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User Interface Basics7:Stretching Graphical Objects
06-15-2011, 04:12 PM (This post was last modified: 06-20-2011 04:29 PM by kino.)
Post: #1
User Interface Basics7:Stretching Graphical Objects
Wouldn't it be easy if everyone had the same size monitor and same resolution? Fortunately, Curl makes it easy to build applications that stretch and compress. It is common to have fixed graphical elements in your applet, as well as elements that stretch and compress with the browser window.


When Curl displays a page, it negotiates the layout of each element to determine the final size of each graphic. For graphics that do not have a height or width specified, Curl will look to the dimensions of the child objects.


Common Applet Scenario
It is common in Web design to have the following scenario:


•One area of the page set as the navigation portion. This layout object will have a static width.

•Another area of the page able to expand and compress in order to display the selected content


In Curl Cues up until now, we have always specified a fixed width or height, e.g. height = 1in. Extra stretchiness can be added to specific objects in your graphical hierarchy using the add-stretch procedure. This example demonstrates how a child object can specify its stretchiness using {add-stretch} for the value of either the width or height option of the object. Select the Show View button to view the example. Try resizing the window that pops up, to compare how the stretchy and non-stretchy objects behave.


Code:
{curl 6.0, 7.0 applet}
{curl-file-attributes character-encoding = "utf8"}


{value
let stretch-box:HBox = {HBox
height = {add-stretch},
{VBox
background="teal",
width=1in,
{bold This is a fixed-width column of text},
{Fill}
},
{VBox background="silver",
width = {add-stretch},
{bold This is the stretchable content area. Using the mouse, resize the window making it larger and smaller},
{Fill}
}
}

{CommandButton
label = "Show View",
{on Action do
let v:View = {View stretch-box}
{v.show}
}
}
}

So what is actually happening? When the View is initially displayed:


•The left VBox initializes with a width of 1in

•The right VBox initializes using the preferred width of the text that it contains. The preferred width is automatically calculated by the TextFlowBox that is implicitly created to hold the text in the VBox. When sized according to this preferred width, the TextFlowBox will be able to display its contained text on one line.


Notice that when you expand and compress the View, the left VBox maintains a constant width of 1in. Curl will adjust the width accordingly as long as the minimum size of each object can be obtained. The minimum sizes in our example are:


•1in for the left VBox

•The longest word contained within the TextFlowBox for the right VBox. In our example, this word (amusingly!) is the word "stretchable".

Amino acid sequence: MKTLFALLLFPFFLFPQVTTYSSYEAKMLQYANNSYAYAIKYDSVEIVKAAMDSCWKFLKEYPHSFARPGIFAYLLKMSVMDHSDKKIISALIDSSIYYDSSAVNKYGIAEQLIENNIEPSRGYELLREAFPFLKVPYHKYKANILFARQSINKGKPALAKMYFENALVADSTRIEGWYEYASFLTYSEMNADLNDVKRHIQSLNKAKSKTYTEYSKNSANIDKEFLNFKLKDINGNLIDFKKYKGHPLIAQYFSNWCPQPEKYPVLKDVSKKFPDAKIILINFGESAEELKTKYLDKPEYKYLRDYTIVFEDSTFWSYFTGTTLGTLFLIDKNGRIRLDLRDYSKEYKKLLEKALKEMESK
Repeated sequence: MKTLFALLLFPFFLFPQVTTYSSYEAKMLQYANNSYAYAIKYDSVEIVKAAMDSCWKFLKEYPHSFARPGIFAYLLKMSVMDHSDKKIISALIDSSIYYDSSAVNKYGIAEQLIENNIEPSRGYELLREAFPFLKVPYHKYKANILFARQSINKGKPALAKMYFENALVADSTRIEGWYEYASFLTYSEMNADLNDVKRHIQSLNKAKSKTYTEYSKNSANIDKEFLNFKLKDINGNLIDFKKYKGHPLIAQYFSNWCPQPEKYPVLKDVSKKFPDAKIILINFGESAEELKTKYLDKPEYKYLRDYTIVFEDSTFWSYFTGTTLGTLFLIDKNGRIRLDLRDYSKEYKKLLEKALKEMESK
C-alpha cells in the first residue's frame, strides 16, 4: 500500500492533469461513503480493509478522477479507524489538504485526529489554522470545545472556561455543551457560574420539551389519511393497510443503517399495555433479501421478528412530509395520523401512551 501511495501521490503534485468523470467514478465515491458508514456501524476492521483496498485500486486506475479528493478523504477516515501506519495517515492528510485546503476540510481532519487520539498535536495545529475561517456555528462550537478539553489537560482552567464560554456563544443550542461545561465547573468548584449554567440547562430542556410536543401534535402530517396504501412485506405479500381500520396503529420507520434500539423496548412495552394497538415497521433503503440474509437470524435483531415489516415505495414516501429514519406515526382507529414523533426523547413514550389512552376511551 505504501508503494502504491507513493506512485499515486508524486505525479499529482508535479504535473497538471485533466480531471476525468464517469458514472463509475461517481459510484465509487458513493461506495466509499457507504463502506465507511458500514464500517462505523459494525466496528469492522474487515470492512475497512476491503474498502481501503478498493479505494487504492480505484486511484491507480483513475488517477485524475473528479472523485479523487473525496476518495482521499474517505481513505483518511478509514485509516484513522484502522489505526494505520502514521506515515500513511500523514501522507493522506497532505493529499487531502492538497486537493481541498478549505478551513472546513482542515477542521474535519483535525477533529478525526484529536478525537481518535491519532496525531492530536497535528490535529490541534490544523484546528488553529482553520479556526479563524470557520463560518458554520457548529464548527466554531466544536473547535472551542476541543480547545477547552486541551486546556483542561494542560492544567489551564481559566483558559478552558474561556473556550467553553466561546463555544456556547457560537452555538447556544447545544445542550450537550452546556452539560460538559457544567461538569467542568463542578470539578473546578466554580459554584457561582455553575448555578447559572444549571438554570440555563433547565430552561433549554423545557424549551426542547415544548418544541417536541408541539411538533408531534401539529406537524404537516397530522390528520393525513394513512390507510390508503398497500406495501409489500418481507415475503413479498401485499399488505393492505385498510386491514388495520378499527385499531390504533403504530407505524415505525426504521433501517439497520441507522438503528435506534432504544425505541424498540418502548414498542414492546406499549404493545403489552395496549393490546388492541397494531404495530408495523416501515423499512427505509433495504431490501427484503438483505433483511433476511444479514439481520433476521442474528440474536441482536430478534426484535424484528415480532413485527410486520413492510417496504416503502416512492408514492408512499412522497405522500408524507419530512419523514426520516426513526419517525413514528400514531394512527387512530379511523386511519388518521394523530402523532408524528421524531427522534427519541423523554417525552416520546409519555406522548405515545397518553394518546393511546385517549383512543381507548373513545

Now, if you resize the window so its width is smaller than the sum of the minimum sizes, both VBoxes will compress proportionately. This is demonstrated in the picture below.

Of course, there are many scenarios that we can think of for stretching and compressing Curl graphics. For common cases, it is easiest to add elasticity using add-stretch. Alternatively, there are other ways to control stretchiness in Curl. Some containers have vstretch? and/or hstretch? options, and comprehensive control over the stretchiness, compressibility, and size properties of objects is available through the make-elastic procedure. (These features are beyond the scope of this Curl Cue.)




For more information regarding elastics, please refer to the following section in the Curl Documentation:Curl Developer's Guide > Graphical User Interface > Elastics and Page Layout



Filling Space
You can use the Fill object to provide a form of stretchy spacing in your applications. A Fill object provides padding to fill empty spaces in graphical displays. These objects are intended to stretch easily to fill excess space, avoiding the stretching of other objects next to which the Fill may be placed. In other words, a Fill object creates highly stretchy Graphic that is typically used for setting the spacing between less stretchy objects.

Code:
{curl 6.0, 7.0 applet}
{curl-file-attributes character-encoding = "utf8"}

{HBox
width = 5in,
{Frame
width = 1in,
height = 1in,
background = "green",
{bold Green}
},
{Fill},
{Frame
width = 1in,
height = 1in,
background = "blue",
{bold Blue}
},
{Fill},
{Frame
width = 1in,
height = 1in,
background = "red",
{bold Red}
}
}

Each Fill object in a container represents one unit of fill space. That is, if object A and object B are separated by one Fill, and object B and object C are separated by two Fills, then the space between B and C is twice as large as the space between A and B.


Code:
{curl 6.0, 7.0 applet}
{curl-file-attributes character-encoding = "utf8"}

{HBox
width = 5in,
{Frame
width = 1in,
height = 1in,
background = "green",
{bold Green {br} (Object A)}
},
{Fill},
{Frame
width = 1in,
height = 1in,
background = "blue",
{bold Blue {br} (Object B)}
},
{Fill},
{Fill},
{Frame
width = 1in,
height = 1in,
background = "red",
{bold Red {br} (Object C)}
}
}

For more information regarding Fills, please refer to the following section in the Curl Documentation:Curl Developer's Guide > Graphical User Interface > Graphical Shapes> Rule and Fill > Fill


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